European Institutions civil servants union

Employees of the EU no longer want to work in Luxembourg

As rising housing and living costs eat into the purchasing power of staff in Luxembourg, certain grades of “employees of the EU no longer want to work in Luxembourg and those who do will leave at the first opportunity”
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It is becoming increasingly difficult to recruit highly qualified staff to work in the European Institutions in Luxembourg because salaries are no longer competitive, a union has complained.

Currently, 12,000 people are employed within the European Institutions in Luxembourg, making it the second biggest employer in the country.

But, as rising housing and living costs eat into the purchasing power of staff in Luxembourg, certain grades of “employees of the EU no longer want to work in Luxembourg and those who do will leave at the first opportunity,” Union Syndicale Luxembourg president Miguel Vicente Nunez said at a press conference on Tuesday.

The president added that meanwhile there has been strong resistance by staff to be transferred from Brussels to Luxembourg as the gap in purchasing power between staff employed in the two centres reaches 8 percent.

“I think it's important for the Luxembourg public to understand what's happening. When I say I work for the European Commission people say 'that's a job for life'. But I say, it's not true. Perhaps it was the case 10 or 15 years ago. But, not any more,” IT Enterprise Architect at the European Commission Sorin Cristescu said.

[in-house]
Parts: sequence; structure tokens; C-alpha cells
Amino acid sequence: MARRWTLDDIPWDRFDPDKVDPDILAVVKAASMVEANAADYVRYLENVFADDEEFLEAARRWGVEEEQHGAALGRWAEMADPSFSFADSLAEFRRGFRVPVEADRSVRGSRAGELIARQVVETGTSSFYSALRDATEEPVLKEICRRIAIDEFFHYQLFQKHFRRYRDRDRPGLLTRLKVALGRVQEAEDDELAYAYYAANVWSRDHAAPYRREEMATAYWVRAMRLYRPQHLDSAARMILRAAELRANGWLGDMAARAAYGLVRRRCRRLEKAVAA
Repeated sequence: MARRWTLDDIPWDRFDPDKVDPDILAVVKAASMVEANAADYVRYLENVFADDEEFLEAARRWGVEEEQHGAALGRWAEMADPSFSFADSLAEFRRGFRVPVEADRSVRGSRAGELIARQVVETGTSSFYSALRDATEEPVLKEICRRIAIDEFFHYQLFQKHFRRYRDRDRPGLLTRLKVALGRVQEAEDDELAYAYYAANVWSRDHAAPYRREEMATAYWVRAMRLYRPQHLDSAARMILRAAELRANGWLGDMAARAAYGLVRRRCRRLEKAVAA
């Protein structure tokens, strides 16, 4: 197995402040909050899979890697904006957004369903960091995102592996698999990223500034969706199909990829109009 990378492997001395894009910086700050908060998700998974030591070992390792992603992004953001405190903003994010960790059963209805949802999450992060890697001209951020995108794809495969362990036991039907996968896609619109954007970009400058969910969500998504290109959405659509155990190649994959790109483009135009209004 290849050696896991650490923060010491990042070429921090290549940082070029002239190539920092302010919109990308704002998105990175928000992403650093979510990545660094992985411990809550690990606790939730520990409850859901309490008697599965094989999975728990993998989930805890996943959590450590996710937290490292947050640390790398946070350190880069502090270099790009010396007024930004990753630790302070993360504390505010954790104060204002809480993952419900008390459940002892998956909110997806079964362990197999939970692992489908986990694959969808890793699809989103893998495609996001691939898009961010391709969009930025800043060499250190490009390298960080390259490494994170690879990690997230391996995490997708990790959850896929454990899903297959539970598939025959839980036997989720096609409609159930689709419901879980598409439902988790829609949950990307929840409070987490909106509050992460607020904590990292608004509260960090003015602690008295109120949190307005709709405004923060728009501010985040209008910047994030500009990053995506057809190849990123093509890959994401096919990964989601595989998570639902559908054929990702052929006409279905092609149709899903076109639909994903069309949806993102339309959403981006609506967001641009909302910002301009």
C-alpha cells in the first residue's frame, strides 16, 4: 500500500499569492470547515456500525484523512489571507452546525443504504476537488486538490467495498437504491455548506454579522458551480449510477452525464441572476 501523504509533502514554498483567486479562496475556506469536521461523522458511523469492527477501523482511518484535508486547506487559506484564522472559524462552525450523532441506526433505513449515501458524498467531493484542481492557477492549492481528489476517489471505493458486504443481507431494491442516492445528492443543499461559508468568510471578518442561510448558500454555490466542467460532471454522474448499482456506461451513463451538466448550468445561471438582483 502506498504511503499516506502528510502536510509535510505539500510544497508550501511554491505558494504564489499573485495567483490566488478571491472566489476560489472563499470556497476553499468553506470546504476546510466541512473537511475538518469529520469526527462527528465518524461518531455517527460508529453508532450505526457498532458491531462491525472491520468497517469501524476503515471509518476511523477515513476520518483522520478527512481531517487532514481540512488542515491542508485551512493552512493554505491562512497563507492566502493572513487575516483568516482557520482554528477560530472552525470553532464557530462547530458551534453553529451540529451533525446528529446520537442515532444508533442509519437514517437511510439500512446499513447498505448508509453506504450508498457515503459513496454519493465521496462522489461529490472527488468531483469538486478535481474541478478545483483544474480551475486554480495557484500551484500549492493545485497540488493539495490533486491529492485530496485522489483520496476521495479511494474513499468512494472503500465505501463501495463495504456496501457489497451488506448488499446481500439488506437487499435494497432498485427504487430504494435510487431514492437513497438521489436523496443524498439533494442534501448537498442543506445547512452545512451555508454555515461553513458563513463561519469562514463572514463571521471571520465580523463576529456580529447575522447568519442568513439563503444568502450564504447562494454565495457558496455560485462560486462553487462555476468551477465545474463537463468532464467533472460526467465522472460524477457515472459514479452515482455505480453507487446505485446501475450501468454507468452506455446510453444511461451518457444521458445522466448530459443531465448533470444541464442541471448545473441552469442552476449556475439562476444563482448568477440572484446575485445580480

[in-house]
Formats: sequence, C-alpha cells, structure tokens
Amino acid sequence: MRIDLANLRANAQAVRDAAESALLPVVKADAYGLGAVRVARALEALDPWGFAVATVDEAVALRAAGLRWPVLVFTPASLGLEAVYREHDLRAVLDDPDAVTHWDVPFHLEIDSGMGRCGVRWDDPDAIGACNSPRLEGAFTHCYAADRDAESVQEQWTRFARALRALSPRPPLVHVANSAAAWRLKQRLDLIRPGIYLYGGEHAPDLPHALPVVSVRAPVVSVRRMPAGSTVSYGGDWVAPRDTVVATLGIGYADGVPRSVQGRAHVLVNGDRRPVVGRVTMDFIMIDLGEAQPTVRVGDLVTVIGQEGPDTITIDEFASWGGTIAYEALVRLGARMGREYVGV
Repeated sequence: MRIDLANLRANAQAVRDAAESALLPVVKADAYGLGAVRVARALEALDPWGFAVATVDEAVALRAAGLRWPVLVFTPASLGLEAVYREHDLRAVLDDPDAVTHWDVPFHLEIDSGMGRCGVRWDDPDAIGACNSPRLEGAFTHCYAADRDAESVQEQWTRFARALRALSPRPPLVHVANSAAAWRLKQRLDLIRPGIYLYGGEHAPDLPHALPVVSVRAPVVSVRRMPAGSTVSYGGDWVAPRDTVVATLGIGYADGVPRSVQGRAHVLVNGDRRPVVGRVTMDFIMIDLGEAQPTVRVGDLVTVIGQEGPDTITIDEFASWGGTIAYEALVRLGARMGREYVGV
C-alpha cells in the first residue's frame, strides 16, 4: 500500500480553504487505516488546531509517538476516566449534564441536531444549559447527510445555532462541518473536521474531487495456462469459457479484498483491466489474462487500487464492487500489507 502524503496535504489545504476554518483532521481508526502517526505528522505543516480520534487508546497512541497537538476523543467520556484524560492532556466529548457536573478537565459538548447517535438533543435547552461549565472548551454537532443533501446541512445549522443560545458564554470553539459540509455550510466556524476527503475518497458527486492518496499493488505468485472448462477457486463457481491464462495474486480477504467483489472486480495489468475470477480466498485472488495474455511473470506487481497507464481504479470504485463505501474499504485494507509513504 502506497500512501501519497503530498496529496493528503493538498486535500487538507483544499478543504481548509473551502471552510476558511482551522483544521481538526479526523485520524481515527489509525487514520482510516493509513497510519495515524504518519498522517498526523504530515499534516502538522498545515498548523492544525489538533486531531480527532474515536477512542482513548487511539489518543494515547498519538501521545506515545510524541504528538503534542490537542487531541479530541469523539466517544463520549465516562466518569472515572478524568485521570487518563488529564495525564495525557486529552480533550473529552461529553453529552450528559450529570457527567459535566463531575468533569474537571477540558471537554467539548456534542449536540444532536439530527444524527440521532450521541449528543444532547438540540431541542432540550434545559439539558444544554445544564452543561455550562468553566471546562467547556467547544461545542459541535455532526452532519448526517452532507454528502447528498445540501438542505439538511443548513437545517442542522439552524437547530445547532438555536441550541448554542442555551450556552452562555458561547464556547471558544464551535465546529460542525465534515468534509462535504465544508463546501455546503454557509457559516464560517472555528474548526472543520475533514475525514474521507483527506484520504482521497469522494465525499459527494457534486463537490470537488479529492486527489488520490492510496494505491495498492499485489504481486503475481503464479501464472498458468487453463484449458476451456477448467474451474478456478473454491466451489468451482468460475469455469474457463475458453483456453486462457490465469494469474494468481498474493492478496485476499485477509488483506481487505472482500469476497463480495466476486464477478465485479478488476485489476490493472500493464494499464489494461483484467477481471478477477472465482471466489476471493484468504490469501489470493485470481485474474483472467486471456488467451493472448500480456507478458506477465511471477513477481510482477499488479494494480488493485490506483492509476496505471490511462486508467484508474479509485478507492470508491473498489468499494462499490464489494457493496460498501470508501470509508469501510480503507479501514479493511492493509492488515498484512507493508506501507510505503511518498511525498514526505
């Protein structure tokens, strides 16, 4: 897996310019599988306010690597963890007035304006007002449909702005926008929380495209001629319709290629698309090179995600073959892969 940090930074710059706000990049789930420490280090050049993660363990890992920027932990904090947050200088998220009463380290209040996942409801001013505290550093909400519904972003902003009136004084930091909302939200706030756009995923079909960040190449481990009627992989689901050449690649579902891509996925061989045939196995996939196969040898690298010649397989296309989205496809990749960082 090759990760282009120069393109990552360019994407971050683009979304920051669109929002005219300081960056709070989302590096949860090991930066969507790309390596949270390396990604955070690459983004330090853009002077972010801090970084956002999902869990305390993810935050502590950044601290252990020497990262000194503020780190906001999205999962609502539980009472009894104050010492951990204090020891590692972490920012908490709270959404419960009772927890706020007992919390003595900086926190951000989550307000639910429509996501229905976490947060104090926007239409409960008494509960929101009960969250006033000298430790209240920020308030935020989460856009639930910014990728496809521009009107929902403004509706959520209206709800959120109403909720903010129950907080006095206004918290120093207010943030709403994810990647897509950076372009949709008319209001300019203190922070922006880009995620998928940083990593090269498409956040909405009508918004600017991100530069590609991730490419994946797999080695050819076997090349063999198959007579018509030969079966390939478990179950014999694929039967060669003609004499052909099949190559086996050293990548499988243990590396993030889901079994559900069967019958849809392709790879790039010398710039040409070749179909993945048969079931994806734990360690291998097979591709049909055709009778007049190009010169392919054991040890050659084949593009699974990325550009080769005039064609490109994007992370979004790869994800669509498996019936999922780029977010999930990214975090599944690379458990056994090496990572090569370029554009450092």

Another cause for concern is the growing practice of recruiting highly qualified temporary staff on salaries below the minimum wage for a qualified manual worker.

The union deplored this “social dumping” whereby around 200 staff in Luxembourg earn less than 2,305 euros per month. Employers took strike action for three days in 2014 in protest against the practice yet, despite an agreement having been reached in March 2015, nothing has changed.

The union has planned talks with Prime Minister Xavier Bettel, in which it will urge the Luxembourg government to call for a “coefficient correcteur” specific to the Grand Duchy, to redress the purchasing power disparity and social dumping.

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